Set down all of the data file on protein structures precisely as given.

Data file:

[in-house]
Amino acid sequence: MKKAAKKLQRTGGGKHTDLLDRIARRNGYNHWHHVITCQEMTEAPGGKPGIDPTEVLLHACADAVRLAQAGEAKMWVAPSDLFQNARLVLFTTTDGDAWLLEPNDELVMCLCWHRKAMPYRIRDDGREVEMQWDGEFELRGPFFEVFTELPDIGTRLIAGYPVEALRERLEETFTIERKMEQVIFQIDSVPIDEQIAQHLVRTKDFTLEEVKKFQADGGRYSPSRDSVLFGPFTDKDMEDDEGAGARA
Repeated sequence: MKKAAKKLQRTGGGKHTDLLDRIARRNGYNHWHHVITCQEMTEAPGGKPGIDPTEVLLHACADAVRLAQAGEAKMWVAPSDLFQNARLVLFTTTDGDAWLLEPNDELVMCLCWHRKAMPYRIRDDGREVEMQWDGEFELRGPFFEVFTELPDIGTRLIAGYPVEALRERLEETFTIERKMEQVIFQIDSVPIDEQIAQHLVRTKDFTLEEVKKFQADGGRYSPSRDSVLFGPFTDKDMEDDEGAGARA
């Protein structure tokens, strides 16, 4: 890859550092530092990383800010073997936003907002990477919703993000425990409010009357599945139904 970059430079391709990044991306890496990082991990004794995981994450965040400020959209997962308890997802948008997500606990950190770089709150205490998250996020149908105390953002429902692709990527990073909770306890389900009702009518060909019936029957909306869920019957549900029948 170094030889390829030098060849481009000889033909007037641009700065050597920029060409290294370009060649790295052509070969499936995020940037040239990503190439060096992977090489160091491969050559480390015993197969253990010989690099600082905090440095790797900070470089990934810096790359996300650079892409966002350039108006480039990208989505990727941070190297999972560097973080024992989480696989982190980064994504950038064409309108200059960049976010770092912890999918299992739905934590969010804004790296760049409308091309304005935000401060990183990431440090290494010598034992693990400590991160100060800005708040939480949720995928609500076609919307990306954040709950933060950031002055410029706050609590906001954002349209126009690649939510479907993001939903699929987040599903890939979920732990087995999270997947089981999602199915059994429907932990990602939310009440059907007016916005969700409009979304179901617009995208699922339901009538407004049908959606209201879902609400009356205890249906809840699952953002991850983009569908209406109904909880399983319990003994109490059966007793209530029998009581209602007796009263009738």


[in-house]
Amino acid sequence: MKKAAKKLQRTGGGKHTDLLDRIARRNGYNHWHHVITCQEMTEAPGGKPGIDPTEVLLHACADAVRLAQAGEAKMWVAPSDLFQNARLVLFTTTDGDAWLLEPNDELVMCLCWHRKAMPYRIRDDGREVEMQWDGEFELRGPFFEVFTELPDIGTRLIAGYPVEALRERLEETFTIERKMEQVIFQIDSVPIDEQIAQHLVRTKDFTLEEVKKFQADGGRYSPSRDSVLFGPFTDKDMEDDEGAGARA
Repeated sequence: MKKAAKKLQRTGGGKHTDLLDRIARRNGYNHWHHVITCQEMTEAPGGKPGIDPTEVLLHACADAVRLAQAGEAKMWVAPSDLFQNARLVLFTTTDGDAWLLEPNDELVMCLCWHRKAMPYRIRDDGREVEMQWDGEFELRGPFFEVFTELPDIGTRLIAGYPVEALRERLEETFTIERKMEQVIFQIDSVPIDEQIAQHLVRTKDFTLEEVKKFQADGGRYSPSRDSVLFGPFTDKDMEDDEGAGARA
């Protein structure tokens, strides 16, 4: 890859550092530092990383800010073997936003907002990477919703993000425990409010009357599945139904 970059430079391709990044991306890496990082991990004794995981994450965040400020959209997962308890997802948008997500606990950190770089709150205490998250996020149908105390953002429902692709990527990073909770306890389900009702009518060909019936029957909306869920019957549900029948 170094030889390829030098060849481009000889033909007037641009700065050597920029060409290294370009060649790295052509070969499936995020940037040239990503190439060096992977090489160091491969050559480390015993197969253990010989690099600082905090440095790797900070470089990934810096790359996300650079892409966002350039108006480039990208989505990727941070190297999972560097973080024992989480696989982190980064994504950038064409309108200059960049976010770092912890999918299992739905934590969010804004790296760049409308091309304005935000401060990183990431440090290494010598034992693990400590991160100060800005708040939480949720995928609500076609919307990306954040709950933060950031002055410029706050609590906001954002349209126009690649939510479907993001939903699929987040599903890939979920732990087995999270997947089981999602199915059994429907932990990602939310009440059907007016916005969700409009979304179901617009995208699922339901009538407004049908959606209201879902609400009356205890249906809840699952953002991850983009569908209406109904909880399983319990003994109490059966007793209530029998009581209602007796009263009738």